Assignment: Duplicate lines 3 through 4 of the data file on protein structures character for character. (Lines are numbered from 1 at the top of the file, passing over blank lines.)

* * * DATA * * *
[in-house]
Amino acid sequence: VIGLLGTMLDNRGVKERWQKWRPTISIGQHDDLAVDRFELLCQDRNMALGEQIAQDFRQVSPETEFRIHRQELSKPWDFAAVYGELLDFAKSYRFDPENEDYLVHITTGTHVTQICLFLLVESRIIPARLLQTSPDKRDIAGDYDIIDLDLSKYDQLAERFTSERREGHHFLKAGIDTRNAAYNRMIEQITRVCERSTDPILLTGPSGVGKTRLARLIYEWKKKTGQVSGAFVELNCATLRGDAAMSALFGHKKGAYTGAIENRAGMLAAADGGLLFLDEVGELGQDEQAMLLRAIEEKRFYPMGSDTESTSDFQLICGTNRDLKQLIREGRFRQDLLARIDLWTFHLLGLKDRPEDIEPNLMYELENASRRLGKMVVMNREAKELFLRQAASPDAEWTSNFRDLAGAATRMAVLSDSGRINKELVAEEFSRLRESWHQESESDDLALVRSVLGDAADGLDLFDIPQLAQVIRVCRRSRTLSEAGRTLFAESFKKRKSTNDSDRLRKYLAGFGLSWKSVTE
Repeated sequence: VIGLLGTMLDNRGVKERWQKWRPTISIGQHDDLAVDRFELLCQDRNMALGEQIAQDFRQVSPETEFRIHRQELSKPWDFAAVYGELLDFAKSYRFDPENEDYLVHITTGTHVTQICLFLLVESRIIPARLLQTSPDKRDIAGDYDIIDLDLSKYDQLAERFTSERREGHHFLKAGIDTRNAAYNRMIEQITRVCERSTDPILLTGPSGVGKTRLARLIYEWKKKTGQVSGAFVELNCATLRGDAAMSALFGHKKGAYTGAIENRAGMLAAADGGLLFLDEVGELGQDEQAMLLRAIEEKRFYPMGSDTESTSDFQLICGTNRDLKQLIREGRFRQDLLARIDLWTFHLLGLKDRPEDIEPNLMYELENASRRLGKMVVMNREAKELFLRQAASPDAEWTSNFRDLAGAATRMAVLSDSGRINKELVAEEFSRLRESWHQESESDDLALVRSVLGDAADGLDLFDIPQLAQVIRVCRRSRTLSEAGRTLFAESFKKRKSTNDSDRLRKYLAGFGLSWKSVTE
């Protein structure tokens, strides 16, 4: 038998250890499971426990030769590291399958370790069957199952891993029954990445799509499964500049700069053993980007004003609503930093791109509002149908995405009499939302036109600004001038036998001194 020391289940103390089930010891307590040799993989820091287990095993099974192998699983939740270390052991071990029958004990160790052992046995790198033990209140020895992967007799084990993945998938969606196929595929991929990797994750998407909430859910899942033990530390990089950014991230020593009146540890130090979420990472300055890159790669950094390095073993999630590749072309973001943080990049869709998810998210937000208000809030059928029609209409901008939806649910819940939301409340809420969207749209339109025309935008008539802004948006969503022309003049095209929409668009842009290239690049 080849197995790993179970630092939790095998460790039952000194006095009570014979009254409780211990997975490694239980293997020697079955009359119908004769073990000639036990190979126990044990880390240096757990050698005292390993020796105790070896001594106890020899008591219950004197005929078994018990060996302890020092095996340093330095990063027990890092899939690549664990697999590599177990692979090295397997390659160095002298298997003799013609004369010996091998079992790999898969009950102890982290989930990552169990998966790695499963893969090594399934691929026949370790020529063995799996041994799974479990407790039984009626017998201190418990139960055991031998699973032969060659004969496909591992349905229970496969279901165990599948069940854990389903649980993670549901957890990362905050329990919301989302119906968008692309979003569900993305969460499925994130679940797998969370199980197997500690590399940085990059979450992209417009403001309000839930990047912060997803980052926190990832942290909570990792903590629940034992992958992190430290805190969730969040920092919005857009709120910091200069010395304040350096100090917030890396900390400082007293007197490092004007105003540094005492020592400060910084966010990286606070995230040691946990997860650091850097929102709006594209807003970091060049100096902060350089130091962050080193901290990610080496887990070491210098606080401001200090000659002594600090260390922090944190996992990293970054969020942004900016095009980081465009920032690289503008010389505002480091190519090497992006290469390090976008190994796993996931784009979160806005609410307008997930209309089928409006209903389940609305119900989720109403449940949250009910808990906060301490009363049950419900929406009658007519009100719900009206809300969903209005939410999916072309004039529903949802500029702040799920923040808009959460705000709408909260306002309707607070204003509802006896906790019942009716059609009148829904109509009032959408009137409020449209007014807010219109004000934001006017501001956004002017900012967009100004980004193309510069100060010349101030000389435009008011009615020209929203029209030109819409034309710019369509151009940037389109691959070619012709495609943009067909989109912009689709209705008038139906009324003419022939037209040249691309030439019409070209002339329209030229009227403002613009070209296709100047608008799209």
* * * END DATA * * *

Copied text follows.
Repeated sequence: VIGLLGTMLDNRGVKERWQKWRPTISIGQHDDLAVDRFELLCQDRNMALGEQIAQDFRQVSPETEFRIHRQELSKPWDFAAVYGELLDFAKSYRFDPENEDYLVHITTGTHVTQICLFLLVESRIIPARLLQTSPDKRDIAGDYDIIDLDLSKYDQLAERFTSERREGHHFLKAGIDTRNAAYNRMIEQITRVCERSTDPILLTGPSGVGKTRLARLIYEWKKKTGQVSGAFVELNCATLRGDAAMSALFGHKKGAYTGAIENRAGMLAAADGGLLFLDEVGELGQDEQAMLLRAIEEKRFYPMGSDTESTSDFQLICGTNRDLKQLIREGRFRQDLLARIDLWTFHLLGLKDRPEDIEPNLMYELENASRRLGKMVVMNREAKELFLRQAASPDAEWTSNFRDLAGAATRMAVLSDSGRINKELVAEEFSRLRESWHQESESDDLALVRSVLGDAADGLDLFDIPQLAQVIRVCRRSRTLSEAGRTLFAESFKKRKSTNDSDRLRKYLAGFGLSWKSVTE
């Protein structure tokens, strides 16, 4: 038998250890499971426990030769590291399958370790069957199952891993029954990445799509499964500049700069053993980007004003609503930093791109509002149908995405009499939302036109600004001038036998001194 020391289940103390089930010891307590040799993989820091287990095993099974192998699983939740270390052991071990029958004990160790052992046995790198033990209140020895992967007799084990993945998938969606196929595929991929990797994750998407909430859910899942033990530390990089950014991230020593009146540890130090979420990472300055890159790669950094390095073993999630590749072309973001943080990049869709998810998210937000208000809030059928029609209409901008939806649910819940939301409340809420969207749209339109025309935008008539802004948006969503022309003049095209929409668009842009290239690049 080849197995790993179970630092939790095998460790039952000194006095009570014979009254409780211990997975490694239980293997020697079955009359119908004769073990000639036990190979126990044990880390240096757990050698005292390993020796105790070896001594106890020899008591219950004197005929078994018990060996302890020092095996340093330095990063027990890092899939690549664990697999590599177990692979090295397997390659160095002298298997003799013609004369010996091998079992790999898969009950102890982290989930990552169990998966790695499963893969090594399934691929026949370790020529063995799996041994799974479990407790039984009626017998201190418990139960055991031998699973032969060659004969496909591992349905229970496969279901165990599948069940854990389903649980993670549901957890990362905050329990919301989302119906968008692309979003569900993305969460499925994130679940797998969370199980197997500690590399940085990059979450992209417009403001309000839930990047912060997803980052926190990832942290909570990792903590629940034992992958992190430290805190969730969040920092919005857009709120910091200069010395304040350096100090917030890396900390400082007293007197490092004007105003540094005492020592400060910084966010990286606070995230040691946990997860650091850097929102709006594209807003970091060049100096902060350089130091962050080193901290990610080496887990070491210098606080401001200090000659002594600090260390922090944190996992990293970054969020942004900016095009980081465009920032690289503008010389505002480091190519090497992006290469390090976008190994796993996931784009979160806005609410307008997930209309089928409006209903389940609305119900989720109403449940949250009910808990906060301490009363049950419900929406009658007519009100719900009206809300969903209005939410999916072309004039529903949802500029702040799920923040808009959460705000709408909260306002309707607070204003509802006896906790019942009716059609009148829904109509009032959408009137409020449209007014807010219109004000934001006017501001956004002017900012967009100004980004193309510069100060010349101030000389435009008011009615020209929203029209030109819409034309710019369509151009940037389109691959070619012709495609943009067909989109912009689709209705008038139906009324003419022939037209040249691309030439019409070209002339329209030229009227403002613009070209296709100047608008799209």